Some interesting info in this Jeremy Smith write-up for OutdoorNews. Few excerpt below:
> Jeremy Smith: “Several of us at Lindner Media Productions recently had the opportunity to work with MN DNR Fisheries staff from across the state on a pilot study surrounding winter crappie fishing. The study focused on barotrauma and its impacts on crappies.
> “…barotrauma refers to trauma caused to fish by rapid changes in barometric pressure. The most common cause [is] when fish are caught from deep-water…where the pressure is drastically different from that at the surface.
> “In some instances, signs of barotrauma may be obvious, such as bulging eyes, expanded swim bladder, or hemorrhaging around the mouth and gills. …however, less apparent signs go completely unnoticed.
> “For the purposes of the study, 50 crappies were caught from a relatively deep basin area. The water in the targeted study area was approximately 40′ deep, and most of the fish were found suspended around 30′ below the surface.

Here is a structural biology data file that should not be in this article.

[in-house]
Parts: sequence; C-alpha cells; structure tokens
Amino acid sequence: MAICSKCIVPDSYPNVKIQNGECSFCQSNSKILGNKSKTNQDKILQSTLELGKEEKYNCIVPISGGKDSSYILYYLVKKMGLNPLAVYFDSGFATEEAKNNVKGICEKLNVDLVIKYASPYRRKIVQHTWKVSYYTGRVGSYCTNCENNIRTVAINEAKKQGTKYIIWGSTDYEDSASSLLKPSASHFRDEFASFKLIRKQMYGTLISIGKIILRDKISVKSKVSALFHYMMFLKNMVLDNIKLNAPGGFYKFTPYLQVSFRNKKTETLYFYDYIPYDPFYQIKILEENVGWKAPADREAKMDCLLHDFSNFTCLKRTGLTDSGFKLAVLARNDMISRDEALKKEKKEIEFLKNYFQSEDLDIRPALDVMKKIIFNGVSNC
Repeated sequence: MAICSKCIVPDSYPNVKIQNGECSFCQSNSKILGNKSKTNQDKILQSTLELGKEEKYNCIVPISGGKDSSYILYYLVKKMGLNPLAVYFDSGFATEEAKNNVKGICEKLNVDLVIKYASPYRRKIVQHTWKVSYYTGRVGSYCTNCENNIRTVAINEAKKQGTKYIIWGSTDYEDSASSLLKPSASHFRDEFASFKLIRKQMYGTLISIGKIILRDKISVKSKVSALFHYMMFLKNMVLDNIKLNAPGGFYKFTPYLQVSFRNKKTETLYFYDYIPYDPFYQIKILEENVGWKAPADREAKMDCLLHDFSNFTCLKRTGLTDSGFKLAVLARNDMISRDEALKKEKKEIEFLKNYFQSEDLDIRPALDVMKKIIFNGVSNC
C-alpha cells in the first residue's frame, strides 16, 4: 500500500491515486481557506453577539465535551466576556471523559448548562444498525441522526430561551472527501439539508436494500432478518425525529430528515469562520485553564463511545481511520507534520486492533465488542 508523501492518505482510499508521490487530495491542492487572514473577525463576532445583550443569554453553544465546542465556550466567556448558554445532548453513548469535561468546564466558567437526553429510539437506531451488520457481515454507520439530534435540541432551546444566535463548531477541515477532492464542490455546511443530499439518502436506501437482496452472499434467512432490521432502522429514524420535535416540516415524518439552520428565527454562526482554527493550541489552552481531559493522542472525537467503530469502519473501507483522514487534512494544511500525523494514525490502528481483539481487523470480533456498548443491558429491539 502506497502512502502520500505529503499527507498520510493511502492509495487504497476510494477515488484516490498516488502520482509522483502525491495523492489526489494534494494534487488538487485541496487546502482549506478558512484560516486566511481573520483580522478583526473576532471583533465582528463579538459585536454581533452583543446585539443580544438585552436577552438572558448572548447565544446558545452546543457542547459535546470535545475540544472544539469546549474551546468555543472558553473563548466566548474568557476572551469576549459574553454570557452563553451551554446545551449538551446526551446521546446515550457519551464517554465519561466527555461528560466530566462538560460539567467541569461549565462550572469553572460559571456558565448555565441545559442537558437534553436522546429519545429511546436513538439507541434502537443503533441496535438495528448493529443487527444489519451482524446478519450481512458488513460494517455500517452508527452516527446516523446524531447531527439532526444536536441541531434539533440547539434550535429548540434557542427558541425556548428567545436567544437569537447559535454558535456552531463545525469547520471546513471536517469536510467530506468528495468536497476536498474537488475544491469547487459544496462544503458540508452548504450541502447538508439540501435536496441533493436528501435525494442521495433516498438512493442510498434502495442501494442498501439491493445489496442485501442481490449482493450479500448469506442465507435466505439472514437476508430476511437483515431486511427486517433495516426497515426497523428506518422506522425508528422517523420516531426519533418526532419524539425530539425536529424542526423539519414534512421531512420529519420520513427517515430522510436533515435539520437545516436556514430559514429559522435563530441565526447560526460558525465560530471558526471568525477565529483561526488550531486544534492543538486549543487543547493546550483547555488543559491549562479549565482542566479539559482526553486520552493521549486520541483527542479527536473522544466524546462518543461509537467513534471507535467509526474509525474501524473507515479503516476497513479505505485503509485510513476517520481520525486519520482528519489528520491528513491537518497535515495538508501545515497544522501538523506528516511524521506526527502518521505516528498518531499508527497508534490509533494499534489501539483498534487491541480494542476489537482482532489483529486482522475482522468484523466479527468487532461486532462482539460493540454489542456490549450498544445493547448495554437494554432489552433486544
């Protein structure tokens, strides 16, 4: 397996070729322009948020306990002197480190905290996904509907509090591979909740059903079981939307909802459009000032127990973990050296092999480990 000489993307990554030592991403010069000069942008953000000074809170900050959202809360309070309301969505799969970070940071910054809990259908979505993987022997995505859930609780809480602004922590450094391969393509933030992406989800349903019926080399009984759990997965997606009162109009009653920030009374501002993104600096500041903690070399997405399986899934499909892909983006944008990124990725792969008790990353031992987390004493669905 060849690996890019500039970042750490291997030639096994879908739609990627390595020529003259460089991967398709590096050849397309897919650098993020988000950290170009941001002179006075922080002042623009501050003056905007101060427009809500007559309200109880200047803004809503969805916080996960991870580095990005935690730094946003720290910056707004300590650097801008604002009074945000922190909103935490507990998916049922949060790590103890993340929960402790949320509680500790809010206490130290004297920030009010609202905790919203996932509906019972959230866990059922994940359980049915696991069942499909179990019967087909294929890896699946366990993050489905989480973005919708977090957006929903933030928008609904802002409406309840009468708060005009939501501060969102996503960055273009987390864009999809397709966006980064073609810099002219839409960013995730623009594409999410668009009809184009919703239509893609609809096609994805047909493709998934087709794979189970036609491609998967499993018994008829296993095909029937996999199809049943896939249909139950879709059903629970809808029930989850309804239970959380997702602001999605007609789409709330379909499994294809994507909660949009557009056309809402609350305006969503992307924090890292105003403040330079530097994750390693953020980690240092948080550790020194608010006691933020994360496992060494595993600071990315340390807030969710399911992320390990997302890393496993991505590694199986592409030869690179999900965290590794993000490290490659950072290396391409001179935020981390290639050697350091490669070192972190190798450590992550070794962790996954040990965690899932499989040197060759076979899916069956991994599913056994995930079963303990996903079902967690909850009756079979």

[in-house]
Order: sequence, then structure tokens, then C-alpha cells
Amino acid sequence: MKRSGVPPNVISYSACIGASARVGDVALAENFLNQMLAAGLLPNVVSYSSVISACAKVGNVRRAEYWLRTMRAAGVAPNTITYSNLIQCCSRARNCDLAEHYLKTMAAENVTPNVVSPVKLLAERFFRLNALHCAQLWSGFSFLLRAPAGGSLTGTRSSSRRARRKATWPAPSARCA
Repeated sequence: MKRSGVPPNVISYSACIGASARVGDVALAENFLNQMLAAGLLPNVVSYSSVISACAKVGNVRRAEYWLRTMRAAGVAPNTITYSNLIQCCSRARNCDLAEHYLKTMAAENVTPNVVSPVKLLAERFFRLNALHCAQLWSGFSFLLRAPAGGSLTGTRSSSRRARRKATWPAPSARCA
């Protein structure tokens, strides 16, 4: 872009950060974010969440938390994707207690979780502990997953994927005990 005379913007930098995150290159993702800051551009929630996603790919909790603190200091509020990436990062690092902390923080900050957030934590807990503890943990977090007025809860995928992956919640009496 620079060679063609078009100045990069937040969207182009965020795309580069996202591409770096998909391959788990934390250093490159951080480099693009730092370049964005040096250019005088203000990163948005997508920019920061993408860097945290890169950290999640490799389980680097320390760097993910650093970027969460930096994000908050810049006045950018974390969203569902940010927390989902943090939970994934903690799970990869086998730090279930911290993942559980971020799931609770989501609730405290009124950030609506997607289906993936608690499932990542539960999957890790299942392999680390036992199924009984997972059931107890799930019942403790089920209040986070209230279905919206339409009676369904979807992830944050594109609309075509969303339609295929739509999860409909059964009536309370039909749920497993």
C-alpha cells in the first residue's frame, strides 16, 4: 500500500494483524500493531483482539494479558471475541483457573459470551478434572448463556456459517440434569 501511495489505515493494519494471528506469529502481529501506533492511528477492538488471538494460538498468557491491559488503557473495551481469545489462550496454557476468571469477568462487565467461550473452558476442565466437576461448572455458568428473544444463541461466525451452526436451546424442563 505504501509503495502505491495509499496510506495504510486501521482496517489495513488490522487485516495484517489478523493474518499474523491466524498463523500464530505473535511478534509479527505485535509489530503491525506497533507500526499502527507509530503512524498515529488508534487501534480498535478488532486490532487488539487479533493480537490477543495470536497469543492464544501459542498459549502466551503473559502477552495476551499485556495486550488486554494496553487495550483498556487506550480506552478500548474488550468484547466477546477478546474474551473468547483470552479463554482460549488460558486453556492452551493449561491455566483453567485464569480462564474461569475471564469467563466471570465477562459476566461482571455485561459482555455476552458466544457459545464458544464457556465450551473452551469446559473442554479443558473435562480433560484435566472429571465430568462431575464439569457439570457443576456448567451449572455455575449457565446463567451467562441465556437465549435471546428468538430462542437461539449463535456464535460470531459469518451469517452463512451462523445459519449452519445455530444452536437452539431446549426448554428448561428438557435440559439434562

> “DNR staff placed a large hoop net that extended from the ice to the bottom of the lake. Prior to releasing the fish into the net, each individual was inspected for signs of barotrauma. The study classified the fish into one of 3 categories: severe signs of barotrauma (like bulging eyes, hemorrhaging, or bloated belly), moderate signs, or no signs of barotrauma.
> “The fish were left overnight in the hoop net and re-inspected the next day. During re-inspection, it was found that a large percentage of the fish were either dead or not dead but not releasable. A small percentage appeared to be in good condition and could be released.
> “A common deep-water release technique, known as ‘fizzing,’ also was attempted with another set of study fish. All crappies that had fizzing performed on them died. It’s important to note that the data from this study are purely anecdotal at this point. But the observations from this work will guide future, more formal research.
> “More in-depth studies surrounding the effects of barotrauma on fish caught from deep water currently are in the planning phase. Future research will attempt to provide more definitive details regarding the particular depths at which fish are affected by barotrauma.
> “Bottom line, it’s important to realize that just because a fish swims away doesn’t mean it will survive.”